>>> to make that separation.
>>>
>>> The other option, which Peter has proposed, is that SHACL be developed
>>> explicitly as an implementation of SPARQL. That changes the group's
>>> direction a bit, IMO, because it probably would not fulfill the aspects
>>> of the group's mission that I see as being a support of what DCMI called
>>> "application profiles." Those go beyond validation of instance data to
>>> definition of data models and provision of documentation. We may need to
>>> separate the validation and the AP functions. I think that could work. In
>>> DCMI we are looking to modify the DSP [1] to fill in the modeling and
>>> documentation aspects as a response to the direction it appears that this
>>> group is taking.
>>>
>>> kc [1] _http://dublincore.org/documents/dc-dsp/_
>>>
>>> On 3/12/15 3:00 PM, Holger Knublauch wrote: Furthermore, what did people
>>> actually vote for:
>>>
>>> b.1) Only the higher-level language shall become standard and SPARQL
>>> could be an add-on outside of the standard (e.g. shaclx:sparql)
>>>
>>> b.2) Both the higher-level language and SPARQL would become standard but
>>> in separate deliverables, both normative.
>>>
>>> The wording "main specification" leaves both interpretations open. With
>>> b.1 the obvious consequence will be that nobody will use SPARQL because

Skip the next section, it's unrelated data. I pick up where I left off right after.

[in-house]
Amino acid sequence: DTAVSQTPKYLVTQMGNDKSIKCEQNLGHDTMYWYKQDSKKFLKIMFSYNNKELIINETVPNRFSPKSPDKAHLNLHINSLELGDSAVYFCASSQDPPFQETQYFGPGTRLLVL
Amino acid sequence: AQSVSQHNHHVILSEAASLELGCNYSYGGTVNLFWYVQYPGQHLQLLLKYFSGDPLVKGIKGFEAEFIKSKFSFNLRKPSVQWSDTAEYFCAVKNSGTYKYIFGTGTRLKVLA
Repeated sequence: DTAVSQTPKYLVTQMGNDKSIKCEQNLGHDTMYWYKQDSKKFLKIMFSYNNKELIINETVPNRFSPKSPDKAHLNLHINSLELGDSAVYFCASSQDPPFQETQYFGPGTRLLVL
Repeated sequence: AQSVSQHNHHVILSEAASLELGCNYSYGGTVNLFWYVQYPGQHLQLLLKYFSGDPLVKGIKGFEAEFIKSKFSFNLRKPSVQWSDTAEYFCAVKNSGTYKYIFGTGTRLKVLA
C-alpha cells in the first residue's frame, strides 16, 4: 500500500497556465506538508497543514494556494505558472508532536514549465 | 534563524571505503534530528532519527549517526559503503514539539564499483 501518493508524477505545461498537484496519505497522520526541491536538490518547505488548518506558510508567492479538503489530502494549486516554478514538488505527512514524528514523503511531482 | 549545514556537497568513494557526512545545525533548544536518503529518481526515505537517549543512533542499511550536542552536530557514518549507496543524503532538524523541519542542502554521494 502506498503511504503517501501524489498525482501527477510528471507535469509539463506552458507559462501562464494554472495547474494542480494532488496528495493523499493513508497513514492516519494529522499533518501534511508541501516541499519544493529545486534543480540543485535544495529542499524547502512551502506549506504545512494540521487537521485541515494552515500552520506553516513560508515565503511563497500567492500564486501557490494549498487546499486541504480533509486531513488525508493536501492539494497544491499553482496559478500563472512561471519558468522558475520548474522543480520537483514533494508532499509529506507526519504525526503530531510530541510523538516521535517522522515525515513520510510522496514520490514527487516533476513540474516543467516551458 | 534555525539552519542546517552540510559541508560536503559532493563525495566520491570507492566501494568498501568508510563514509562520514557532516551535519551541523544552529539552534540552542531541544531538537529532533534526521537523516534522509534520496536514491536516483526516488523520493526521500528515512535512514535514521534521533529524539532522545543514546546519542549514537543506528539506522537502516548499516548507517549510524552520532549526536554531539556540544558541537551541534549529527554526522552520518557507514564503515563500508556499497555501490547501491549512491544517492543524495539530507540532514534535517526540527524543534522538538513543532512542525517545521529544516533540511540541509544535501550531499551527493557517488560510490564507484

>>> it will be regarded as vendor-specific extension.
>>>
>>> Thanks, Holger
>>>
>>>
>>>
>>>
>>> On 3/13/15 6:56 AM, Peter F. Patel-Schneider wrote: There were a number
>>> of WG members who voted for: b) The main specification shall include the
>>> higher-level language constructs only and the rest shall be defined in
>>> add-ons.
>>>
>>> Can any one describe how this option would work?  Would there be a single
>>> way of defining the meaning of the entire language (main spec and
>>> add-ons) or would there be several ways of the defining what constructs
>>> mean?
>>>
>>>
>>>
>>> peter
>>>
>>>
>>>
>>>
>>>
>>>
>>>
>>>
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>>
> --
> Karen Coyle
> kcoyle@kcoyle.net http://kcoyle.net
> m: 1-510-435-8234
> skype: kcoylenet/+1-510-984-3600
>
>


-- 
-- Jose Labra
Received on Monday, 16 March 2015 06:48:58 UTC